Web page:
- The Writer – Paul Lieberstein
- Director – Charles McDougall
- A brief synopsis – Dwight wins an award for being “the top salesman of the year at our company. He wins a little prize money and gets honored at some convention. It is literally the highest possible honor that a Northeastern Pennsylvania-Based Mid-size Paper Company Regional Salesman can attain, so…” he is real nervous. He goes to Michael for advice and gets typically bad advice. Oscar and Angela set off a daily battle for the thermostat level. Jim is driven to plan a trip after hearing Pam plan her wedding. The trip is set to take him to Australia during the time when Pam gets married. Dwight, seeking advice from Jim, gets instructions on giving an authoritarian version with text from a Mussolini speech. Angela, going home “sick” after Dwight and Michael leave, shows up incognito to film Dwight’s engrossingly successful rant.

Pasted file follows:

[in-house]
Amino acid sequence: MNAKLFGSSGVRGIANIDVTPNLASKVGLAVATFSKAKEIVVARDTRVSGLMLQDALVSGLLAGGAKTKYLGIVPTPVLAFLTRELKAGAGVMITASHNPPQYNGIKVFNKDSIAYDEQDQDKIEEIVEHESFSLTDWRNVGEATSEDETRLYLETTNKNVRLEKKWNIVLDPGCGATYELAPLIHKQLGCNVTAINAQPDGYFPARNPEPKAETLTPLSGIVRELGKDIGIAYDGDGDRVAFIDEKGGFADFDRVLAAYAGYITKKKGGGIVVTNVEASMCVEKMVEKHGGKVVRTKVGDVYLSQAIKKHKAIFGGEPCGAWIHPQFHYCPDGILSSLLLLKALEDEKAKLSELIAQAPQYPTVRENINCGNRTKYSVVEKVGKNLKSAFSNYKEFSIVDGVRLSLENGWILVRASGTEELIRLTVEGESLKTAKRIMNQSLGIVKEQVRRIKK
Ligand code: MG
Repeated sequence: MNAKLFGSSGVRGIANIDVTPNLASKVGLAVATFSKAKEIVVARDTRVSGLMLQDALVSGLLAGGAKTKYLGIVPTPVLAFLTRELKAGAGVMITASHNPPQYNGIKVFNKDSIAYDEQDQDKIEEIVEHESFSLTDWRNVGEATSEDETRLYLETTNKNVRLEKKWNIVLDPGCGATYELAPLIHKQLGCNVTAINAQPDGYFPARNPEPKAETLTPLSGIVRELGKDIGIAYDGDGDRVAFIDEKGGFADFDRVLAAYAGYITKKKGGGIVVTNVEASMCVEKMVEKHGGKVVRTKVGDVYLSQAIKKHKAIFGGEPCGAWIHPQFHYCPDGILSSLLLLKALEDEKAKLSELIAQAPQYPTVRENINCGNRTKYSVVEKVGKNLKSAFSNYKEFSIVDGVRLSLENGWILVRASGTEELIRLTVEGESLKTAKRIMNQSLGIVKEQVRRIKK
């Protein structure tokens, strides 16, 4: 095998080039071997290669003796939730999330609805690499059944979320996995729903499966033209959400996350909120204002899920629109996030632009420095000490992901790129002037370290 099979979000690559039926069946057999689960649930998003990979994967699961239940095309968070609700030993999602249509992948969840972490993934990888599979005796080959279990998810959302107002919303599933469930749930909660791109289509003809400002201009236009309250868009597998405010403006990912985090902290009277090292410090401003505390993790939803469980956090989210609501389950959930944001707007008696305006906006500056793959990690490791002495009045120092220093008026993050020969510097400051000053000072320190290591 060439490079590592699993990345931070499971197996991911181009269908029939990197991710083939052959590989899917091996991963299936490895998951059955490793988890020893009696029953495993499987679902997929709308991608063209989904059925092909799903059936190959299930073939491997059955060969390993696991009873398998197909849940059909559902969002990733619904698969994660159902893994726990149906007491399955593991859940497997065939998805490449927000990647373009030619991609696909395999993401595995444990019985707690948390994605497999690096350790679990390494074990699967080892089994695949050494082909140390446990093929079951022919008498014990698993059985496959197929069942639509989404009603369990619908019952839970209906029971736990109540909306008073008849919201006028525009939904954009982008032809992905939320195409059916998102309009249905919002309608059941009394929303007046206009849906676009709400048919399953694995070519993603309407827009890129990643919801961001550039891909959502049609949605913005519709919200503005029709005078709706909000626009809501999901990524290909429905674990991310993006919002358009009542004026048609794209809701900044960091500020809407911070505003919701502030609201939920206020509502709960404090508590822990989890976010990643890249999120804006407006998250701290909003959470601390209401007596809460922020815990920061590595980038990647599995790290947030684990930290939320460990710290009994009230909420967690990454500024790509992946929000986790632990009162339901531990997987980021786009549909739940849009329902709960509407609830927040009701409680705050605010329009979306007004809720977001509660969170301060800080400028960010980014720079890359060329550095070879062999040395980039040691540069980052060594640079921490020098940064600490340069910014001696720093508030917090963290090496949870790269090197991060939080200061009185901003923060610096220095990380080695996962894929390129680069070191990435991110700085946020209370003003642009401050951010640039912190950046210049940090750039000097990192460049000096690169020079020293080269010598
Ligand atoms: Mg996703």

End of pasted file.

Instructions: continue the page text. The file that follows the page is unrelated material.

- The best lines – Dwight: Excuse me! May I have your attention please? There has been an accident on 84 West. Cars have skidded off the road into the safety railing. Several cars have flipped. There is broken glass everywhere. Several people are injured.
Pam: Do we know anyone who was in the accident?
Dwight: Brad Pitt. Also there will be no bonuses.
Stanley: Why would this affect our bonuses?
Dwight: They are unrelated.
Kelly: Is Brad okay?
- The best moment – Dwight actually rouses the crowd with a dictatorial rant from WWII Axis.
- The best storyline – Dwight showing a vulnerability. More depth is revealed, and it manages to keep him in character. Losing the spelling be at his elementary with the word, “failure” is classic Dwight.
- Notable guest appearance – A bunch of stand-ins as salesmen don’t qualify, do they?
- Grade – A-
This was a good to great episode mostly about Dwight. Smartly doing their best to make Dwight into an anti-hero, the show is reaching another level of greatness. The battle between staff over the level of the thermostat is classic, too. It’s the little things, like Kevin turning it to “69” that go a long way to developing the entire crew into the hearts of its viewers.